He is grateful for the welcome he received in South Korea and fulsome in his praise for the support the Government in Seoul gives to defectors. All are financially supported through their transition and encouraged to study and retrain. Joseph himself has flourished since making it to the South and this year he graduated from Konkuk University as a fully qualified veterinarian. There are some 25,000 defectors from North Korea in the world today and, although they mainly live in South Korea, they can also be found all over the globe. I was astonished to learn that there are more than 600 of them living in the UK.
They tend to be a hardy bunch, resilient and determined, which they had to be to escape in the first place. As a result, after their defection many of them build successful lives and quickly start sending money back to their families in North Korea. In doing so they are pouring petrol onto the smouldering economic fires that are beginning to illuminate life in the People’s Republic.
By Western standards, especially in these interesting economic times, the amount being sent back by the defector community seems modest with the latest estimate at some 20 million US dollars a year. But consider this; after the middle men have taken their 30 per cent cut every last cent of that money goes to ordinary people. It’s then spent in the black market, which in turn grows larger, thus expanding this free economic space and extending and deepening its reach throughout the country. Not only is the Government’s absolute grip on its citizens weakened with every dollar spent, it’s also fails to derive any direct economic benefit from this growing hidden economy.
In economic terms the Government is being replaced, a fact that the Pyongyang regime has already been forced to recognise. For example, back in the 1990s the State was forced to allow its citizens to establish small scale markets in which food could be traded, with no questions asked – and this is a country where hitherto you couldn’t even buy a potato outside of a State shop. Joseph outlines how these have grown in the years since, especially after 2002 when, under the pressure from UN sanctions (imposed because the Kim dynasty just can’t do without the atom bomb), they were forced to devolve some responsibility for the provision of basic services to local economic units. Thus the individual factory and collective farm began to have a role in feeding and clothing its workers. This was not a product of economic or political liberalisation, rather a tacit admittance by the State that they could no longer provide these services.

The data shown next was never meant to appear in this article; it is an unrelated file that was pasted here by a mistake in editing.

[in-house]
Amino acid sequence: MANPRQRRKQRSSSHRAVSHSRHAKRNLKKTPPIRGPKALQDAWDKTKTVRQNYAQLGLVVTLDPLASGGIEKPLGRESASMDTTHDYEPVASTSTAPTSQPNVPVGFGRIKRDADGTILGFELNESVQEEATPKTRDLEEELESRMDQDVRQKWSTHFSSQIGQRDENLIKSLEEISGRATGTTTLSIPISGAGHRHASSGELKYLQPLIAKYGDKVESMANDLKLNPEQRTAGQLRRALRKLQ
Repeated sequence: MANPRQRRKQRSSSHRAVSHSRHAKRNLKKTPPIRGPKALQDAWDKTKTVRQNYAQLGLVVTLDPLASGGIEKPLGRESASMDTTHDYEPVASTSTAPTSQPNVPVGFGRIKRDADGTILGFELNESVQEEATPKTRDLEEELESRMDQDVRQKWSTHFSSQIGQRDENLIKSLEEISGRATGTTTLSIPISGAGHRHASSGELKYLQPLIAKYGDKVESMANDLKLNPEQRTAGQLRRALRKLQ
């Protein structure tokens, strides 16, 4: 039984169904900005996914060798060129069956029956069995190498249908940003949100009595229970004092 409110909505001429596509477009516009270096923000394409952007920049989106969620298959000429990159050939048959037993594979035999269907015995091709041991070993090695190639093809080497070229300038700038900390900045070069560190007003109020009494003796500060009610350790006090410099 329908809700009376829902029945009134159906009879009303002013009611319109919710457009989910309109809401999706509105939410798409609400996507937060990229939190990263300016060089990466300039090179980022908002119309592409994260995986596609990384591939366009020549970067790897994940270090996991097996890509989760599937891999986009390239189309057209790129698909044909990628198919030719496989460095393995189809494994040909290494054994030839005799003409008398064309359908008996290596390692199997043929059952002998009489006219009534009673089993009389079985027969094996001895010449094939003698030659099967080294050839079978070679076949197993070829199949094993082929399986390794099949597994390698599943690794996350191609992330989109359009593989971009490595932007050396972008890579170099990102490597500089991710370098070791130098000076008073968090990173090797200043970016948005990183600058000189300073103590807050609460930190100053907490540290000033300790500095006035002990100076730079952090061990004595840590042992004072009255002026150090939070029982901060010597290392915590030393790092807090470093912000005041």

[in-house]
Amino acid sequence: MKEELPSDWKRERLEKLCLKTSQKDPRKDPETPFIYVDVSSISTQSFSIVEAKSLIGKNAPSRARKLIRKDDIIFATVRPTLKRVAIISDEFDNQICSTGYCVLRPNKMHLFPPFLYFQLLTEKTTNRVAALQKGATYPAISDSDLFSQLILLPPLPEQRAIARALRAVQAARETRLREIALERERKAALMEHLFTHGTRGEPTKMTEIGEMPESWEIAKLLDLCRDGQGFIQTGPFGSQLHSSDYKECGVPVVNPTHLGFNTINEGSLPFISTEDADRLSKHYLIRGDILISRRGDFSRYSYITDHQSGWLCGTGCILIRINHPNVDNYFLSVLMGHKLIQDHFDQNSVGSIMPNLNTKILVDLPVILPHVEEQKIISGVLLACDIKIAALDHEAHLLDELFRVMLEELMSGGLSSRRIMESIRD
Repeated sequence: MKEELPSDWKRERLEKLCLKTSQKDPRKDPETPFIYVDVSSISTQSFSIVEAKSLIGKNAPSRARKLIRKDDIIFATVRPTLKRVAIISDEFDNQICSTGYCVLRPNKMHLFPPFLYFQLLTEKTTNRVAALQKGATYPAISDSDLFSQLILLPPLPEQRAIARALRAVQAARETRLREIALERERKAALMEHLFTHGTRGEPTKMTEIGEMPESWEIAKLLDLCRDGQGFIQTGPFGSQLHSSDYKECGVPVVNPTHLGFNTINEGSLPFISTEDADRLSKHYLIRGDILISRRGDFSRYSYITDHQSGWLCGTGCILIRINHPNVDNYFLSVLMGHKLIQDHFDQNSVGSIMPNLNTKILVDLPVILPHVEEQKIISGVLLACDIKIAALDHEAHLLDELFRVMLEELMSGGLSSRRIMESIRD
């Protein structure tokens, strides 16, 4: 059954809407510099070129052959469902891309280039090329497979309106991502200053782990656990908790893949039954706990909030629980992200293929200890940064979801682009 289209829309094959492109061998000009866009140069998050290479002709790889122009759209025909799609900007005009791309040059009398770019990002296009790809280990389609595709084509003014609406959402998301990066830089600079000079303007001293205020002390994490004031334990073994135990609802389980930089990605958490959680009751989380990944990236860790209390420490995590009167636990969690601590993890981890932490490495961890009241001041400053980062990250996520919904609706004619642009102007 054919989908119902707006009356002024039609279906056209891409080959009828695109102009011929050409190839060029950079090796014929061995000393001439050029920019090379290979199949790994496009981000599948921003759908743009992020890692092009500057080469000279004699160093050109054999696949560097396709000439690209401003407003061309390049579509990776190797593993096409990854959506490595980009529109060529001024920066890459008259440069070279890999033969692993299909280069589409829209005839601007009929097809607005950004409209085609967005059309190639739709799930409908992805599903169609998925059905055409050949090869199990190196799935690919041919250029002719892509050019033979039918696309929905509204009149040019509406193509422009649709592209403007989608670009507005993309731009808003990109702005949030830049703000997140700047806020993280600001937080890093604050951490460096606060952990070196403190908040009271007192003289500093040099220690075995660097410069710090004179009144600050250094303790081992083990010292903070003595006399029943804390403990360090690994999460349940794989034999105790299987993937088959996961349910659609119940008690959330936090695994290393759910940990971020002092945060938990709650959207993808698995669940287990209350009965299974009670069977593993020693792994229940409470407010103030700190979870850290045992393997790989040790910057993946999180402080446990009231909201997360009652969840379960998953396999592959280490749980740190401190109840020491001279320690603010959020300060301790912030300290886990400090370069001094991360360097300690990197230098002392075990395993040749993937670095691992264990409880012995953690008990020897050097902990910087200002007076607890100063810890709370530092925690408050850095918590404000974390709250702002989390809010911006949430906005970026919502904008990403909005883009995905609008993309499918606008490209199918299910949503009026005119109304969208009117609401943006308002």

Even as Joseph is speaking this State approval of limited markets worries me. I was immediately reminded of a similar Soviet experiment in the 1920s. The New Economic Policy (NEP), as it was called, was introduced by the Bolsheviks in 1921 in an attempt to reverse the catastrophic damage done to the economy by the policy of War Communism. The NEP saw the reintroduction of money into the economy and the return of large swathes of agriculture, retail and small scale industry into private hands. The Soviet State retained control of the country’s infrastructure, foreign trade, banking and heavy industries. The NEP succeeded in stabilising the country and for the next seven years growth returned and the small scale entrepreneurs, who became known as the NEP men, did well. However, as soon as it became politically expedient to do so the Communists ruthlessly crushed this flowering economic movement and the NEP ended in collectivisation and mass murder. Could this, I wonder, be the fate that awaits Joseph’s fellow traders in North Korea?